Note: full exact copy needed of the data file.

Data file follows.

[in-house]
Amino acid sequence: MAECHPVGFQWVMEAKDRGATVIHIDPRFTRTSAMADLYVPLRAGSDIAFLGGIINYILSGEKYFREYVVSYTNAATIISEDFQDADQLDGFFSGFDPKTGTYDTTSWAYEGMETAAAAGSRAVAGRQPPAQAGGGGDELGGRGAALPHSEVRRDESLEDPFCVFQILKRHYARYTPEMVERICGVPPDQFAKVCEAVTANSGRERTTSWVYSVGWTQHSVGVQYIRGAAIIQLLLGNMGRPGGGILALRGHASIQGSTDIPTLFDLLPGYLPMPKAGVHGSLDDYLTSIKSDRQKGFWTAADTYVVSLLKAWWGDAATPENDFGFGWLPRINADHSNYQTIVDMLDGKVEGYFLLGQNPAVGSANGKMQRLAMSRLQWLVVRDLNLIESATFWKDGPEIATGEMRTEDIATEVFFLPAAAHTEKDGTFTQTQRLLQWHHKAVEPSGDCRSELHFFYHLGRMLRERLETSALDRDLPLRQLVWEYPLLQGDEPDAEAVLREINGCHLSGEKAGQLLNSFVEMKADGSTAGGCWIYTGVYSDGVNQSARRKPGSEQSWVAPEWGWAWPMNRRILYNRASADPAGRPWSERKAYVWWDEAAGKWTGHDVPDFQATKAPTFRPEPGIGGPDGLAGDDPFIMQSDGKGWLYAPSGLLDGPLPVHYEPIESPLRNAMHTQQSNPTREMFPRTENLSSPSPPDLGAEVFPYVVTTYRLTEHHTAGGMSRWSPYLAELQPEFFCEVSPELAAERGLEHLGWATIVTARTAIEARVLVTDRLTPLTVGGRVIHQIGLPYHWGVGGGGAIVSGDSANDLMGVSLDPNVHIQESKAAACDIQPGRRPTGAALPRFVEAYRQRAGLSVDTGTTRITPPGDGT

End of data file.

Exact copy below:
[in-house]
Amino acid sequence: MAECHPVGFQWVMEAKDRGATVIHIDPRFTRTSAMADLYVPLRAGSDIAFLGGIINYILSGEKYFREYVVSYTNAATIISEDFQDADQLDGFFSGFDPKTGTYDTTSWAYEGMETAAAAGSRAVAGRQPPAQAGGGGDELGGRGAALPHSEVRRDESLEDPFCVFQILKRHYARYTPEMVERICGVPPDQFAKVCEAVTANSGRERTTSWVYSVGWTQHSVGVQYIRGAAIIQLLLGNMGRPGGGILALRGHASIQGSTDIPTLFDLLPGYLPMPKAGVHGSLDDYLTSIKSDRQKGFWTAADTYVVSLLKAWWGDAATPENDFGFGWLPRINADHSNYQTIVDMLDGKVEGYFLLGQNPAVGSANGKMQRLAMSRLQWLVVRDLNLIESATFWKDGPEIATGEMRTEDIATEVFFLPAAAHTEKDGTFTQTQRLLQWHHKAVEPSGDCRSELHFFYHLGRMLRERLETSALDRDLPLRQLVWEYPLLQGDEPDAEAVLREINGCHLSGEKAGQLLNSFVEMKADGSTAGGCWIYTGVYSDGVNQSARRKPGSEQSWVAPEWGWAWPMNRRILYNRASADPAGRPWSERKAYVWWDEAAGKWTGHDVPDFQATKAPTFRPEPGIGGPDGLAGDDPFIMQSDGKGWLYAPSGLLDGPLPVHYEPIESPLRNAMHTQQSNPTREMFPRTENLSSPSPPDLGAEVFPYVVTTYRLTEHHTAGGMSRWSPYLAELQPEFFCEVSPELAAERGLEHLGWATIVTARTAIEARVLVTDRLTPLTVGGRVIHQIGLPYHWGVGGGGAIVSGDSANDLMGVSLDPNVHIQESKAAACDIQPGRRPTGAALPRFVEAYRQRAGLSVDTGTTRITPPGDGT